By nature the process of in vitro fertilization is one that is technical rather than spiritual; one that is inhuman vs. human and humane. It takes away all element of the spiritual, and prevents the creation of man as was originally intended, as a miraculous and spiritual process. Instead it allows man to create life and potentially abuse using rather random methods and justifications.

In vitro fertilization is morally objectionable because it deprives man of the right to life by the power of divine law. From a spiritual perspective IVF allows man to create or destroy human life based on personal whims, preferences and perceived needs ... which may or may not be valid.

The church does not support the process of in vitro fertilization, and instead argues that the gift of life is one that should be bestowed upon man as a result of a conjugal union only. Be taking the process into his own hands, man has opened the door for abuse and needless destruction of human life.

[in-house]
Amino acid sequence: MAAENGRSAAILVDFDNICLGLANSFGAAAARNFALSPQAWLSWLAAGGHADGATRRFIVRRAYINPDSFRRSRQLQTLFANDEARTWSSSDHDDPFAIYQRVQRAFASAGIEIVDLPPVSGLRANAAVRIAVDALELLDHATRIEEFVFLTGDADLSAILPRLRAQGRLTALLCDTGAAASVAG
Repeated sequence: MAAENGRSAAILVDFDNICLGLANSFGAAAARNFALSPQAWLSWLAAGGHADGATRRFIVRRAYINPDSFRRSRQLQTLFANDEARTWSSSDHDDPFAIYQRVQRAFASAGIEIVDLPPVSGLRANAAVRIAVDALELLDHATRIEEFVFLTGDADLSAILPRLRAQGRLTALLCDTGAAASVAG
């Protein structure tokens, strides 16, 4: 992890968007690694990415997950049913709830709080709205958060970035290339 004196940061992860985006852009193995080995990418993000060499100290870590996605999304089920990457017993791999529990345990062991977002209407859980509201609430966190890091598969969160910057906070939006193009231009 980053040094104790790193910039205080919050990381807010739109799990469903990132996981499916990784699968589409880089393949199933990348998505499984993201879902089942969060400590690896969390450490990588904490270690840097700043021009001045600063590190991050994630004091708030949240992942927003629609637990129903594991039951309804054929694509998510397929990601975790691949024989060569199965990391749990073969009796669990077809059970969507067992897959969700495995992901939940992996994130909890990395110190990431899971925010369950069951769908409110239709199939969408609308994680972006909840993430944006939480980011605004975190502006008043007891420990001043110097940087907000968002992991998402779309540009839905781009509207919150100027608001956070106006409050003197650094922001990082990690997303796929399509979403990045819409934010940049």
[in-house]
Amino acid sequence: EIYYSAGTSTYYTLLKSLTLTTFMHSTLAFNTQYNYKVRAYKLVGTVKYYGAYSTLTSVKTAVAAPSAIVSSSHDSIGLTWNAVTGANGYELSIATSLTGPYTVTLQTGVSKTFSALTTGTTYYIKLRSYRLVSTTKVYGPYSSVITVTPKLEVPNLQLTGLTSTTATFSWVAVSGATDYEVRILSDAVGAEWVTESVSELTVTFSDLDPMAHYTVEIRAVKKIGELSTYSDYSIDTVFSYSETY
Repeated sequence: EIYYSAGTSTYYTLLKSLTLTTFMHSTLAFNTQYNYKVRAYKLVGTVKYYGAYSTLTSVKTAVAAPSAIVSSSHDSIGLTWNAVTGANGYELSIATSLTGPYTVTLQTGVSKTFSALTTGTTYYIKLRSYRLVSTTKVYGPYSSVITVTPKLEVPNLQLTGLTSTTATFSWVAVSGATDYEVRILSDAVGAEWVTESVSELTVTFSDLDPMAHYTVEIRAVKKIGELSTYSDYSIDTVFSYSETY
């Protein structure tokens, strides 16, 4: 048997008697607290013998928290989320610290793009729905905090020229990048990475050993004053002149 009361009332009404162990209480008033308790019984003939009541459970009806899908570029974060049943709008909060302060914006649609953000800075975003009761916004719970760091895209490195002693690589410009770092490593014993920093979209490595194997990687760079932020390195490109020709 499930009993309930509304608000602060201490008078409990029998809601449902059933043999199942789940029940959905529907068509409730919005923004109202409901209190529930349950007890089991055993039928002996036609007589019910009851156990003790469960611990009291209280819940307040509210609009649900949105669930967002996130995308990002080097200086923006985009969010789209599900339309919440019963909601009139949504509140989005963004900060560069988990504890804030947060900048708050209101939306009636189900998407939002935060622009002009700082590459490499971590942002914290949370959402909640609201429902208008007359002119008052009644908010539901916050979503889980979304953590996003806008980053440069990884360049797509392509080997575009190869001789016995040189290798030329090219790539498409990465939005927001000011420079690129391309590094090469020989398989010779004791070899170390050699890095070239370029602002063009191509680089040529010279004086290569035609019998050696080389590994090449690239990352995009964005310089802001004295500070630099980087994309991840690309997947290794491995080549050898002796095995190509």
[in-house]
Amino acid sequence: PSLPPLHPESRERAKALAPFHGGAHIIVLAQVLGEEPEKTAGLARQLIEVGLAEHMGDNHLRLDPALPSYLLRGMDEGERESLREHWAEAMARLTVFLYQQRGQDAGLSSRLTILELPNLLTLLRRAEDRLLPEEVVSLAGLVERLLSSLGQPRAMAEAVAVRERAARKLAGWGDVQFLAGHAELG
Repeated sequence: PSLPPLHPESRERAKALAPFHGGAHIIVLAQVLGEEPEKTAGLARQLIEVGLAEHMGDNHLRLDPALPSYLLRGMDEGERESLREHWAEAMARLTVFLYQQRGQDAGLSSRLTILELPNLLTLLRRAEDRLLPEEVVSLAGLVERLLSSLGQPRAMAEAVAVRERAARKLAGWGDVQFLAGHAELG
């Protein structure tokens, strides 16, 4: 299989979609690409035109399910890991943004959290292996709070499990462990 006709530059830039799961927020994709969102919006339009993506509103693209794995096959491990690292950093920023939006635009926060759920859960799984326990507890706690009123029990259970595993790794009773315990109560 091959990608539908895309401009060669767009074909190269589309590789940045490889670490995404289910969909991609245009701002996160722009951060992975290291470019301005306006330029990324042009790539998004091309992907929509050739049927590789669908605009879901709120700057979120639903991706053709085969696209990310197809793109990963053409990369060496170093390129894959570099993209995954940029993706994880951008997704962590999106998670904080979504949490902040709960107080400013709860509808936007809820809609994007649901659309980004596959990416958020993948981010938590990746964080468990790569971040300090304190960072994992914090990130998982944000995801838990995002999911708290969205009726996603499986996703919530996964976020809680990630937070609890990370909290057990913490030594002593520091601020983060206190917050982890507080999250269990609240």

Man is not absolute in his power or judgment, yet IVF supposes that man is infinite in his knowledge and wisdom. Thus when one embryo is selected over another for life as is typically the case with bio-engineering, a life that might have been may be destroyed without morally dignified reason. In addition, the process of in vitro opens the door to excessive temptation and the potential for abuse, as evidenced by the current practices of gender selection and cloning.

Human life also has the potential to be needlessly destroyed as a result of in vitro. In vitro fertilization at its very core is morally, ethically and spiritually objectionable, and goes against everything that by natural law should be considered just and human. It takes humanity and turns it into a scientific experiment. One cannot justify the conversion of a natural and spiritual process into a technical and scientific one without harsh repercussions or severe consequences.

Outline:

In Vitro Fertilization

I. Introduction

a. In vitro Defined

b. Thesis: Moral Objection to In Vitro